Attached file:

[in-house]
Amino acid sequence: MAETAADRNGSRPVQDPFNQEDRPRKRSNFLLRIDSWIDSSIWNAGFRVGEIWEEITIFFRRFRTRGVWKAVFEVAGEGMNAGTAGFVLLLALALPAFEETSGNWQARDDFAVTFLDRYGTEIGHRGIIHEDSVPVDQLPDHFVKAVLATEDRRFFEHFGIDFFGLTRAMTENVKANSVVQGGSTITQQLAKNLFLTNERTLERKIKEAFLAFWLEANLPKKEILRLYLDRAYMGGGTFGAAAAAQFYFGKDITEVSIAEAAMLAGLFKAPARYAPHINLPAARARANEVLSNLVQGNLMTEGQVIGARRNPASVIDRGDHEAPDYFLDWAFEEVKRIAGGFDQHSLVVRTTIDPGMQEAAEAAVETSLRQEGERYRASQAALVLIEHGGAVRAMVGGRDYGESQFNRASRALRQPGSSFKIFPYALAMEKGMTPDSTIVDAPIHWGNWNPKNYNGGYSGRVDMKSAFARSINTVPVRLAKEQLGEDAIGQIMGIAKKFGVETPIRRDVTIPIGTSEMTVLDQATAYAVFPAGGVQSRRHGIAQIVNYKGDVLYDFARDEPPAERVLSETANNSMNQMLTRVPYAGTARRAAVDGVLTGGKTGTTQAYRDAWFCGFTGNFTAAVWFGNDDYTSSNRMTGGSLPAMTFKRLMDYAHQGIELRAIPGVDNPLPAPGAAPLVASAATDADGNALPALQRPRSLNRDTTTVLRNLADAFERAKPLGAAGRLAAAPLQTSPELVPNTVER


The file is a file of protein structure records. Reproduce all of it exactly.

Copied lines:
[in-house]
Amino acid sequence: MAETAADRNGSRPVQDPFNQEDRPRKRSNFLLRIDSWIDSSIWNAGFRVGEIWEEITIFFRRFRTRGVWKAVFEVAGEGMNAGTAGFVLLLALALPAFEETSGNWQARDDFAVTFLDRYGTEIGHRGIIHEDSVPVDQLPDHFVKAVLATEDRRFFEHFGIDFFGLTRAMTENVKANSVVQGGSTITQQLAKNLFLTNERTLERKIKEAFLAFWLEANLPKKEILRLYLDRAYMGGGTFGAAAAAQFYFGKDITEVSIAEAAMLAGLFKAPARYAPHINLPAARARANEVLSNLVQGNLMTEGQVIGARRNPASVIDRGDHEAPDYFLDWAFEEVKRIAGGFDQHSLVVRTTIDPGMQEAAEAAVETSLRQEGERYRASQAALVLIEHGGAVRAMVGGRDYGESQFNRASRALRQPGSSFKIFPYALAMEKGMTPDSTIVDAPIHWGNWNPKNYNGGYSGRVDMKSAFARSINTVPVRLAKEQLGEDAIGQIMGIAKKFGVETPIRRDVTIPIGTSEMTVLDQATAYAVFPAGGVQSRRHGIAQIVNYKGDVLYDFARDEPPAERVLSETANNSMNQMLTRVPYAGTARRAAVDGVLTGGKTGTTQAYRDAWFCGFTGNFTAAVWFGNDDYTSSNRMTGGSLPAMTFKRLMDYAHQGIELRAIPGVDNPLPAPGAAPLVASAATDADGNALPALQRPRSLNRDTTTVLRNLADAFERAKPLGAAGRLAAAPLQTSPELVPNTVER